City Officials Tackle Absenteeism, Truancy

Dorothy Rowley | 9/3/2014, 3 p.m.
More than a year after a meeting at Anne Beers Elementary School in Southeast where city leaders, parents and community ...
Although truancy has traditionally been aligned with middle and high school students, officials have turned their attention to the growing number of elementary school students who have been categorized as truant. (Courtesy photo)

More than a year after a meeting at Anne Beers Elementary School in Southeast where city leaders, parents and community activists struggled to come to terms with the schools’ burgeoning student absenteeism and truancy rates, little progress has been made lowering the numbers.

In effect, the problem has escalated, with more elementary-age students having racked up excessive numbers of unexcused days from school, according to a report released earlier this year by the District of Columbia Public Schools (DCPS) system.

In 2013 for instance, 269 pre-kindergarten students had more than 20 days of unexcused absences. During the same academic term, of the 3,408 pre-kindergarten students enrolled at District public schools, 1,518 racked up 1 to 5 days of unexcused absences.

“But you have to be careful with the numbers, because they’re not always what they seem,” said Mary Filardo, executive director of the 21st Century School Fund in Northwest. “There are a lot of low-income households, especially in wards 5, 7 and 8, where conditions like asthma and a host of other childhood illnesses come into play,” she said.

“Four-year-olds might wake up not feeling well, so the parent is not going to send them to school. Same thing for a three-year-old who’s not feeling that good,” said Filardo, 60, who added that while many elementary school-age absences center on illnesses, housing issues often dictate school attendance as well.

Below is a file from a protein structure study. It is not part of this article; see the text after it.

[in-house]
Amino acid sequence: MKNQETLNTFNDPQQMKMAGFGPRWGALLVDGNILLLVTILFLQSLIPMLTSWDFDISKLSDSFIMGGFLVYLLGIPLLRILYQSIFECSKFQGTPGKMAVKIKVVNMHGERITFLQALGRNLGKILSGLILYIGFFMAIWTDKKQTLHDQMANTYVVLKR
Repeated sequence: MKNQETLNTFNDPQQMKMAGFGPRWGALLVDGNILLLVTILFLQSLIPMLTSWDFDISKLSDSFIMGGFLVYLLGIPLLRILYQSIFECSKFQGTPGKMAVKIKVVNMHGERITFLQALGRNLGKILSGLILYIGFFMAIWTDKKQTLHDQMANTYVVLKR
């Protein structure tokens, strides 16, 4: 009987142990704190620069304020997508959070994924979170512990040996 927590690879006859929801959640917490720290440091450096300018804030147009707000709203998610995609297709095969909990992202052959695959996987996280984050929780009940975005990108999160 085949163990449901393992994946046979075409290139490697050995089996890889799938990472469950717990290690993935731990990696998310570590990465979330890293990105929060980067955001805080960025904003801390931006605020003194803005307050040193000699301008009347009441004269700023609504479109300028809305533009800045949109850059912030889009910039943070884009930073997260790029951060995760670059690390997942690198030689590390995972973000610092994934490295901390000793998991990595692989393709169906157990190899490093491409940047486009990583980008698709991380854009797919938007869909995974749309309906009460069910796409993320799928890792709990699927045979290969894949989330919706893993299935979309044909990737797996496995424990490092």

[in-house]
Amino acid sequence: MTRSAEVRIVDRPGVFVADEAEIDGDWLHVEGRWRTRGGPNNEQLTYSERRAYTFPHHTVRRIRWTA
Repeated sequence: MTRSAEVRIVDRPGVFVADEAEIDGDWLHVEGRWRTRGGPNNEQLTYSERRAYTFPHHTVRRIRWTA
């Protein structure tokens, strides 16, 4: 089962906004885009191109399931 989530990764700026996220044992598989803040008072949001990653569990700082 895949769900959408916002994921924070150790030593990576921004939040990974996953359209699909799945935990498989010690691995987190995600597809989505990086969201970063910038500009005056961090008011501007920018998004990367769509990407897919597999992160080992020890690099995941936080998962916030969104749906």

“There are a lot of underprivileged families in the school system who have been evicted and, as a result are homeless,” said Filardo. “So they end up living from house-to-house with relatives or in long- term stays at homeless shelters.”

Vicky Wright Smith, whose daughter attends McKinley Technology Education Campus in Northeast, said she’d always been under the impression that the majority of middle and high school students play hooky from school.

“I wasn’t aware that so many young children are missing school. It’s unbelievable to hear of children at that level intentionally skipping school,” Wright-Smith said. “But if they are absent to that extent, it’s a parental issue going on.”

She added her concern that the new school boundaries that go into effective with the 2015-16 term, could further exacerbate chronic absenteeism and truancy.

“Generally, children have access to schools in their boundaries,” Wright-Smith said. “But because they have to attend schools out of their neighborhoods, which in many cases is a result of mandated school closings in their communities, children end up attending schools they don’t like – and that could be a real problem as it relates to absenteeism and truancy.”

Filardo agreed, noting how school boundaries can also negatively impact travel time to school.

“There are students who are traveling well over a half mile to school, with the average distance of travel in wards 7 and 8 being a mile-and-a-half,” said Filardo. “They’ve got to figure out their bus routes on routes that were not designed for getting children to school, and because of this, there’s been some really difficult travel situations in wards 5, 7 and 8, where so many of the neighborhood schools have been closed,” Filardo said. “So the children are kind of going all over the place just to get to school, which, of course, results in absences and truancies on all grade levels.”